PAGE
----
I am by no means an expert on statistical analysis, but I’ve probably had more training in it than most people, and this looks like a crock of horse shit to me so far. I’m not sure what the graphs they are publishing here even mean, or even how they were arrived at. At best I can tell it’s boiling down self-defense situations to something extremely simplistic by people who are not subject matter experts in that field. Self-defense can’t be boiled down to a probability calculation. Because it involves people, it’s not something you can model mathematically.
I also don’t understand how you can treat gun violence as an epidemiological issue when it’s not a disease. I think you are already making an awful lot of assumptions if you’re starting out with that approach. I see no good coming from this, which is why we need to continue to fight funding to this garbage.
UPDATE: The paper is here. This is the sentence which can clue you off that it’s junk science:
This debate cannot be settled satisfactorily by verbal arguments alone, since these are often driven by opinion, and lack a solid scientific backing. What is under debate is essentially an epidemiological problem: how do different gun control strategies affect the rate at which people become killed by attackers, and how can this rate be minimized? This question can be addressed with mathematical models that describe the interaction between a criminal shooter and one or more people that are the target of the shooter.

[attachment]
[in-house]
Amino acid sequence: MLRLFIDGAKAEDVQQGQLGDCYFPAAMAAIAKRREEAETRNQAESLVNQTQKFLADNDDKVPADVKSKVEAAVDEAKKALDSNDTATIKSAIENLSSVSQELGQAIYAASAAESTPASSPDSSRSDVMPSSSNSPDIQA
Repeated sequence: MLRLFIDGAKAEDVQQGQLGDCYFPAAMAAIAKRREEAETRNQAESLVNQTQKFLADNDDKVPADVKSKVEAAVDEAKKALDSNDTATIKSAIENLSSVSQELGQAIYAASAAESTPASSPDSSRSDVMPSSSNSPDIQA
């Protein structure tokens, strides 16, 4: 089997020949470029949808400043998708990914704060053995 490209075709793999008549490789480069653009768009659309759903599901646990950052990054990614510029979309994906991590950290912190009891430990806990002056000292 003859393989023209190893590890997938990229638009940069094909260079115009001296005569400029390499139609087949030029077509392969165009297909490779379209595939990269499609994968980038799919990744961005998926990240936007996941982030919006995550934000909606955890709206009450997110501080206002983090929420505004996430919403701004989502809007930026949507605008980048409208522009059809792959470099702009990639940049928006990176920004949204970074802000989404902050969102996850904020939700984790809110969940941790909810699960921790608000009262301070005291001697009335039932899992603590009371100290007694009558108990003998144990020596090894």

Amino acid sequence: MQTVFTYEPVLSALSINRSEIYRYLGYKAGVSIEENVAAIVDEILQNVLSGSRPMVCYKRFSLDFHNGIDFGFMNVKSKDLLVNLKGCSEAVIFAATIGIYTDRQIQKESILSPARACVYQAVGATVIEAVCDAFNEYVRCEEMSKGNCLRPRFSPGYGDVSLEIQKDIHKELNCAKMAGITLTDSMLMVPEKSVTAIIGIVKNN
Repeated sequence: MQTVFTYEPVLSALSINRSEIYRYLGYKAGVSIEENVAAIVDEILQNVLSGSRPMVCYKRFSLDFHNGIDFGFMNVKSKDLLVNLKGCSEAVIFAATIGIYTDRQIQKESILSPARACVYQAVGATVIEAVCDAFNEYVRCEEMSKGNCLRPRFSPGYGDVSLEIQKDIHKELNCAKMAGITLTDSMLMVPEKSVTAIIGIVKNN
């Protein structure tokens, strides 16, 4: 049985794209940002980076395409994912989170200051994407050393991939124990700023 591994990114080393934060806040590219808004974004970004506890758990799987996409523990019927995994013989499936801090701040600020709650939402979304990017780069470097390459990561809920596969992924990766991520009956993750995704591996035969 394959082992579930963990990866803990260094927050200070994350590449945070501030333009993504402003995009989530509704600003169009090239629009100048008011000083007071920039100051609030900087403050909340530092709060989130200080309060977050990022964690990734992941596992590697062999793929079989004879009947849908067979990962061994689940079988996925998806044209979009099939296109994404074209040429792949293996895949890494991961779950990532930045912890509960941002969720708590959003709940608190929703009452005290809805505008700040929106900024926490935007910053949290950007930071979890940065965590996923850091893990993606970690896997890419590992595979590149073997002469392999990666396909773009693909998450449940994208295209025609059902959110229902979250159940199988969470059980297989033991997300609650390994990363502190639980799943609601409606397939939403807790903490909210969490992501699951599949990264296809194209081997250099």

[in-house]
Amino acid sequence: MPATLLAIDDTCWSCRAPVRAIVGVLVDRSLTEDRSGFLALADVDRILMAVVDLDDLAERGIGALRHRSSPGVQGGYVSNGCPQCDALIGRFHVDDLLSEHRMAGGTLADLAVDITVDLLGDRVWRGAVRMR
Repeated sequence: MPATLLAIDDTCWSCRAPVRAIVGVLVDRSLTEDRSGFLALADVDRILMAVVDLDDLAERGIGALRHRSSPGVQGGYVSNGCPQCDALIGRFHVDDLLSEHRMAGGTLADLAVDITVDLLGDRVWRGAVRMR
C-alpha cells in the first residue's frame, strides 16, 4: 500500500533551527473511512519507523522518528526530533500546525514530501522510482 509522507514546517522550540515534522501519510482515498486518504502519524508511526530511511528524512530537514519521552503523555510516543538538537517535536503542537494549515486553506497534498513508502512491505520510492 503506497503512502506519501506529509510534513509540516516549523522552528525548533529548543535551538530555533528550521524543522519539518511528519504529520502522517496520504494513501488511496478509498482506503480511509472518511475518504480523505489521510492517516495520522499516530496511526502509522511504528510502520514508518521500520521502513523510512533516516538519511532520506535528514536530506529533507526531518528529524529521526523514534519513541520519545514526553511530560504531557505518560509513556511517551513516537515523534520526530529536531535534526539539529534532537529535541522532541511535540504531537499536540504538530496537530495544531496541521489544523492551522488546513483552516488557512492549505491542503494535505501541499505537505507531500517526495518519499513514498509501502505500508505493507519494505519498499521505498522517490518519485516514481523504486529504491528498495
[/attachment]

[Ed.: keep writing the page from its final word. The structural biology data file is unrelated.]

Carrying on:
Emphasis mine. That sentence right there ought to raise alarm bells. If complex human behavior and interactions could be mathematically modeled, we’d be quite comfortable with the idea of armed robot police. We’d have pretty good artificial intelligence. Even for relatively predictive human activities that can be done relatively well by computers, like driving and flying, we’re still not at the point where we’re comfortable turning everything over to machines.
The results then clearly depend on the assumptions underlying the model, and this is very important to keep in mind when reading this paper, or any paper that deals with mathematical models in biological and behavioral sciences.
Yes, certainly, but you can bet that the media and policymakers will completely ignore these caveats and dive straight into the conclusion, in order to give their own preconceived notions the air of science, and only some stupid gun owning neanderthal with barely any education would argue with science.
UPDATE: One other severe criticism I have with their model is that it only considers homicide. Do we not care if someone, I don’t know, gets their head beaten against a sidewalk and suffers permanent brain damage? Do we not care about whether someone can avoid a lengthy hospitalization and recovery from, say, multiple stab wounds? Do we not care about rape? (Why do they so hate women?) Do we not concern ourselves with how often these kinds of horrors can be avoided by merely drawing the weapon on the attacker? You can’t just boil down human violence to homicides. That’s highly simplistic and completely invalid.
UPDATE: Joe Huffman has more to say in regards to this. I’m still getting caught up with everyone, having effectively taken Wednesday through Friday off blogwise, so I’m running a bit behind on what folks are talking about out there in the gun blogosphere.